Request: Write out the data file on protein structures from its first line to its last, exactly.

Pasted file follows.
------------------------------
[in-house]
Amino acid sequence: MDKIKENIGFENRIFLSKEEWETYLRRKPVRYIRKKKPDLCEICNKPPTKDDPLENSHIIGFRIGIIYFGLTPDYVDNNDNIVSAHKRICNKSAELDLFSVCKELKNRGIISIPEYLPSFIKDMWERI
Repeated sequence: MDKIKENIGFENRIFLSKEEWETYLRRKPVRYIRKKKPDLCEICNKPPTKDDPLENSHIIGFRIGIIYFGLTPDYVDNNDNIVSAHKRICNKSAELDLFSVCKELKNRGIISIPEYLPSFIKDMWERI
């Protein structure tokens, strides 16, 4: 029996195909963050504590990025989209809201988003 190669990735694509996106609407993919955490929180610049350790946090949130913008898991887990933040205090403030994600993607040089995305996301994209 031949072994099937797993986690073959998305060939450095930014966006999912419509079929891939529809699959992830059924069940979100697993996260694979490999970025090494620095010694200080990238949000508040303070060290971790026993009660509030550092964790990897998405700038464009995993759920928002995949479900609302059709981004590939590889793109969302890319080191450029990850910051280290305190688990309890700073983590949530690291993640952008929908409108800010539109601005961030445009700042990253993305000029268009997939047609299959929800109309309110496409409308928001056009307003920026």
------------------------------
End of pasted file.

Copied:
[in-house]
Amino acid sequence: MDKIKENIGFENRIFLSKEEWETYLRRKPVRYIRKKKPDLCEICNKPPTKDDPLENSHIIGFRIGIIYFGLTPDYVDNNDNIVSAHKRICNKSAELDLFSVCKELKNRGIISIPEYLPSFIKDMWERI
Repeated sequence: MDKIKENIGFENRIFLSKEEWETYLRRKPVRYIRKKKPDLCEICNKPPTKDDPLENSHIIGFRIGIIYFGLTPDYVDNNDNIVSAHKRICNKSAELDLFSVCKELKNRGIISIPEYLPSFIKDMWERI
């Protein structure tokens, strides 16, 4: 029996195909963050504590990025989209809201988003 190669990735694509996106609407993919955490929180610049350790946090949130913008898991887990933040205090403030994600993607040089995305996301994209 031949072994099937797993986690073959998305060939450095930014966006999912419509079929891939529809699959992830059924069940979100697993996260694979490999970025090494620095010694200080990238949000508040303070060290971790026993009660509030550092964790990897998405700038464009995993759920928002995949479900609302059709981004590939590889793109969302890319080191450029990850910051280290305190688990309890700073983590949530690291993640952008929908409108800010539109601005961030445009700042990253993305000029268009997939047609299959929800109309309110496409409308928001056009307003920026």